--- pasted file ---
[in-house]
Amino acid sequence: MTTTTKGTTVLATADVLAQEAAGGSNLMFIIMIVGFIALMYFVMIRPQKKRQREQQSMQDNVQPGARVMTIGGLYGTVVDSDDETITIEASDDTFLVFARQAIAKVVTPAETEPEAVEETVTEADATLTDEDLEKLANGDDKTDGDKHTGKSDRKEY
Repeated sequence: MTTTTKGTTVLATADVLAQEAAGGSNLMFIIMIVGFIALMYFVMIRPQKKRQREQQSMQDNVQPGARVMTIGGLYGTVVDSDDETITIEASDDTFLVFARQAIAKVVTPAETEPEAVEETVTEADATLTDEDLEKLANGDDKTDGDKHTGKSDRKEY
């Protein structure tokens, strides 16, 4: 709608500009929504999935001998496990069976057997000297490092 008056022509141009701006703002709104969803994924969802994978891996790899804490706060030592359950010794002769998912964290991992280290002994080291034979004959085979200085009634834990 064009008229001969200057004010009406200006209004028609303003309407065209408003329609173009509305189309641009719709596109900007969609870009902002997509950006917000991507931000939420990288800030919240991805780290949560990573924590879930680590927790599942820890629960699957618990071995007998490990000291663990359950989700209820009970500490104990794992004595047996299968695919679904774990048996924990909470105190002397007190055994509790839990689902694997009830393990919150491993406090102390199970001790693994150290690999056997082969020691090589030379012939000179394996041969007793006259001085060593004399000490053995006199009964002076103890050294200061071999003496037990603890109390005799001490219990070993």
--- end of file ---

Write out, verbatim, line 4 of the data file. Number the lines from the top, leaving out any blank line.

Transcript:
């Protein structure tokens, strides 16, 4: 709608500009929504999935001998496990069976057997000297490092 008056022509141009701006703002709104969803994924969802994978891996790899804490706060030592359950010794002769998912964290991992280290002994080291034979004959085979200085009634834990 064009008229001969200057004010009406200006209004028609303003309407065209408003329609173009509305189309641009719709596109900007969609870009902002997509950006917000991507931000939420990288800030919240991805780290949560990573924590879930680590927790599942820890629960699957618990071995007998490990000291663990359950989700209820009970500490104990794992004595047996299968695919679904774990048996924990909470105190002397007190055994509790839990689902694997009830393990919150491993406090102390199970001790693994150290690999056997082969020691090589030379012939000179394996041969007793006259001085060593004399000490053995006199009964002076103890050294200061071999003496037990603890109390005799001490219990070993």